“We are philosophically opposed to dragging for lobsters,” McCarron said.
According to Haskell, LD 1549 would eliminate the threat of hefty fines for violating current Maine law by essentially legalizing the industry’s current practice of landing their catch in Massachusetts. Under the current law, if any groundfish boat, whether it is based in Maine or not, is stopped by Maine Marine Patrol and has both a crew member with a Maine fishing license and dragged lobster on board, the captain of the boat could face a $50,000 fine, she said.
“It’s not a cost-of-business dollar amount,” Haskell said. “That’s a very severe penalty.”
According to officials with Maine Department of Marine Resources, which supports LD 1549, Maine Marine Patrol hasn’t gone offshore to enforce the state’s lobster bycatch ban for the past five years. There was a recent case of a Maine groundfish vessel being cited for having lobster bycatch on board, but that was a result of state and federal officials stopping the vessel for another reason, the officials said. Details about the enforcement action could not be tracked down for this story.
Haskell pointed out that the vast majority of groundfishing occurs in federal waters and that both federal law and Massachusetts law allow groundfish boats to keep lobster that get hauled up in their nets. As long as the practice is allowed elsewhere, she said, there will be incentive for Maine groundfishermen to establish residency out of Maine so they can get fishing licenses in other states.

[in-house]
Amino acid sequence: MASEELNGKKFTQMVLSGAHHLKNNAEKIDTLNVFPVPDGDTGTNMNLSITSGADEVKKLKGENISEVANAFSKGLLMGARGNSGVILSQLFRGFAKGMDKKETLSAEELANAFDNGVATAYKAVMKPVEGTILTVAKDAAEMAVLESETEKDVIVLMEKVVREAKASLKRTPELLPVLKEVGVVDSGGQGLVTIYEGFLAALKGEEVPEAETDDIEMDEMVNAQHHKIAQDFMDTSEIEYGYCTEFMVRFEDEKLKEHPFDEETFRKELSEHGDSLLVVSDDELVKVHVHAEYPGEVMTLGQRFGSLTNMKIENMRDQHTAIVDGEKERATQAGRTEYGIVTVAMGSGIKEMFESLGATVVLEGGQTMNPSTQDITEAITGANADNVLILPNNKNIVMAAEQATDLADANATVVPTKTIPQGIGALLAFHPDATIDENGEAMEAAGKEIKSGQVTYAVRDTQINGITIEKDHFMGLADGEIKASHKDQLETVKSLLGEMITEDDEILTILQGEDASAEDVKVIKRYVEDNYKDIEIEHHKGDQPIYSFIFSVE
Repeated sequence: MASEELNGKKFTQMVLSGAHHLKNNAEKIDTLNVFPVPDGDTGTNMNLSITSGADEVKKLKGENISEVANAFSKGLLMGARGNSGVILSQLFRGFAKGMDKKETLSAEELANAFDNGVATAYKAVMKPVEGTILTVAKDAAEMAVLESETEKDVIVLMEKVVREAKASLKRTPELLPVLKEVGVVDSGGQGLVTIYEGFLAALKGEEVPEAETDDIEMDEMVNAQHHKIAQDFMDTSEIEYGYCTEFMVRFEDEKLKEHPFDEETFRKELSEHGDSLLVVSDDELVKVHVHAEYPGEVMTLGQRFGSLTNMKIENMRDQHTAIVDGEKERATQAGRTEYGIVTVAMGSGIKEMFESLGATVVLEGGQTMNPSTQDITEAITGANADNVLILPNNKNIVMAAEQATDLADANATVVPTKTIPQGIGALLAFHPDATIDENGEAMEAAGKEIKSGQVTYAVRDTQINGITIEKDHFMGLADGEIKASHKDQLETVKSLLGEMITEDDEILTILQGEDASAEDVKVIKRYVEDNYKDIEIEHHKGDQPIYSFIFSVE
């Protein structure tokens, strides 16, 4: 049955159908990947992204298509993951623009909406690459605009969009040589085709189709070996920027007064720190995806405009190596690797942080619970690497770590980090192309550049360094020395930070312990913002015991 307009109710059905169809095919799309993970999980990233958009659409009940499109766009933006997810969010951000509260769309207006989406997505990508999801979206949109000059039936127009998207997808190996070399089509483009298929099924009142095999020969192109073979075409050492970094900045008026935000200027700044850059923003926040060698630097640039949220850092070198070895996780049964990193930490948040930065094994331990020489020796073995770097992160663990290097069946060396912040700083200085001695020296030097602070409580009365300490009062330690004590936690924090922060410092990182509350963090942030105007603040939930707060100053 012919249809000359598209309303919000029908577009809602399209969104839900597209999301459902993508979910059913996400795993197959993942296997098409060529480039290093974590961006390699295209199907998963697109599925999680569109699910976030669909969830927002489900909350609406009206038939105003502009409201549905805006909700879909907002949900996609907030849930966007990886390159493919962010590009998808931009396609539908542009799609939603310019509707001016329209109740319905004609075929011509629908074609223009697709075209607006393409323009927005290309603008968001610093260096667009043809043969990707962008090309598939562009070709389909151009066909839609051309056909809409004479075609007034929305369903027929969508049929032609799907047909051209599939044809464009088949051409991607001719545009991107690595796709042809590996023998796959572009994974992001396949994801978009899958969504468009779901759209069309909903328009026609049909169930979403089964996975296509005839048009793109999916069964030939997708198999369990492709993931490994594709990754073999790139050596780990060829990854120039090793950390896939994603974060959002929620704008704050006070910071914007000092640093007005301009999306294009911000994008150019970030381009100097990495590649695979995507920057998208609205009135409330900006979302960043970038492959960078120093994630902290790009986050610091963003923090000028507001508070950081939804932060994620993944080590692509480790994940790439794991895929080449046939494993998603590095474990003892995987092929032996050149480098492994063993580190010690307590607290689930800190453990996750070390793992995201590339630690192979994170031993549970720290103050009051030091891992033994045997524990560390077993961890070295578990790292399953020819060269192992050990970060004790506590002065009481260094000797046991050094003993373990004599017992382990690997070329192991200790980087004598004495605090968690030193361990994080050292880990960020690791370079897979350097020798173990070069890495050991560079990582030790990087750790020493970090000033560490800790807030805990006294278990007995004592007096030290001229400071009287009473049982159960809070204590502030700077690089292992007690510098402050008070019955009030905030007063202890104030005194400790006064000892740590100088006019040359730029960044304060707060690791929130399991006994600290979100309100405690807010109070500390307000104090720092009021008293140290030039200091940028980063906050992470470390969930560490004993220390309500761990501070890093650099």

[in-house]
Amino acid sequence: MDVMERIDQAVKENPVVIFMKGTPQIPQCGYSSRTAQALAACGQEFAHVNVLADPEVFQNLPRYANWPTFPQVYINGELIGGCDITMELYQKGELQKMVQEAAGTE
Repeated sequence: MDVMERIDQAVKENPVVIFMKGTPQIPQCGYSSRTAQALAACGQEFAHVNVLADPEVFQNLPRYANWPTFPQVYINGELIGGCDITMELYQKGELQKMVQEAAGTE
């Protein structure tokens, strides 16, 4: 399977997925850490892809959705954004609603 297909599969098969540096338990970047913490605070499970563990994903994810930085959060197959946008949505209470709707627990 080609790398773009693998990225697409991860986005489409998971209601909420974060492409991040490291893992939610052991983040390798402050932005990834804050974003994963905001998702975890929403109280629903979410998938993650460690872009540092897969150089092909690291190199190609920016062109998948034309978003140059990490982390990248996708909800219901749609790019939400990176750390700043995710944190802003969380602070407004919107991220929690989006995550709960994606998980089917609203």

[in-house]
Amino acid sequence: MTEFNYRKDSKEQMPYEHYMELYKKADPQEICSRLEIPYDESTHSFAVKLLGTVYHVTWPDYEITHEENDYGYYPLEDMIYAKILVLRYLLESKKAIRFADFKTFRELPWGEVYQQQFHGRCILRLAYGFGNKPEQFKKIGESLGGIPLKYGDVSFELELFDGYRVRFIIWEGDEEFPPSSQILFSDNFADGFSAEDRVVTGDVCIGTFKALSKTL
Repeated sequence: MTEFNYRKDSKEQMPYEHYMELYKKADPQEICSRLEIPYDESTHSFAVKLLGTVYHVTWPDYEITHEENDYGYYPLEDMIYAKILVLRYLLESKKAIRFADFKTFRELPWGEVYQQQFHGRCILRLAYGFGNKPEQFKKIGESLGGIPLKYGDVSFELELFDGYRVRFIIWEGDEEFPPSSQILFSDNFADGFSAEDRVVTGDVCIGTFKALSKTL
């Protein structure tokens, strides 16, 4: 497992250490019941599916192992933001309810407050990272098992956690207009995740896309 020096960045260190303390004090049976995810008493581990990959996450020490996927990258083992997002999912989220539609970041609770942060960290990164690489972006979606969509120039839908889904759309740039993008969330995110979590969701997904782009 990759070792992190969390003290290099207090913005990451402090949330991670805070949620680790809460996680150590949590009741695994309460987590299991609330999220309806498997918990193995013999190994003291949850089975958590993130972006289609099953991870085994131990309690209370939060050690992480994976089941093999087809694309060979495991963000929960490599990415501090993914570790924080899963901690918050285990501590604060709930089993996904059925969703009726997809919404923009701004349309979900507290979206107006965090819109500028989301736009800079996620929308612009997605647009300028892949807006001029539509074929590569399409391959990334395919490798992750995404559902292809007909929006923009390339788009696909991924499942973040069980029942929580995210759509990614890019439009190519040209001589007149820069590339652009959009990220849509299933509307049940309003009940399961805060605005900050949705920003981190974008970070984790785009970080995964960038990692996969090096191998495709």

That would mean businesses, income taxes and discretionary spending all moving out of state, Haskell said. The economic effect of driving the groundfish industry out of Maine, she said, would be significant.
“[But] they don’t have an option,” Haskell said. “They cannot risk a $50,000 fine.”
DMR, at the encouragement of Gov. Paul LePage, has supported recent legislative proposals to allow lobster bycatch to be landed in Maine. The state agency was opposed to the idea six years ago, but at hearings this spring it has urged the Marine Resources Committee to support changing the law.
“The Department supports this bill as a measure of protection for Maine’s groundfish fleet, as well as due to the pragmatic concerns of enforcing state law in federal waters,” Deputy DMR Commissioner Meredith Mendelson told the committee on May 22. “[DMR] remains committed to the preservation of our groundfishery and believes that this bill is an appropriate and narrowly tailored mechanism to protect the remaining vessels in Maine’s groundfish fleet.”
Despite DMR’s support and MLA’s silence, there still is opposition to the proposal beyond the six members of the Marine Resources Committee who voted against it.
Sheila Dassatt of Downeast Lobstermen’s Association, which has around 300 members, said Sunday that their group has not changed its position since the idea was debated six years ago. She said DELA opposes LD 1549 because dragging harms the ocean bottom, and that DELA has made its opposition known to legislators.
Dassatt cited the groundfish industry, which has seen its landings plummet over the past two decades, as an example of how quickly a resource can be depleted and then over the next decades struggle to recover.
“Our association is adamantly opposed to dragging, period,” Dassatt said.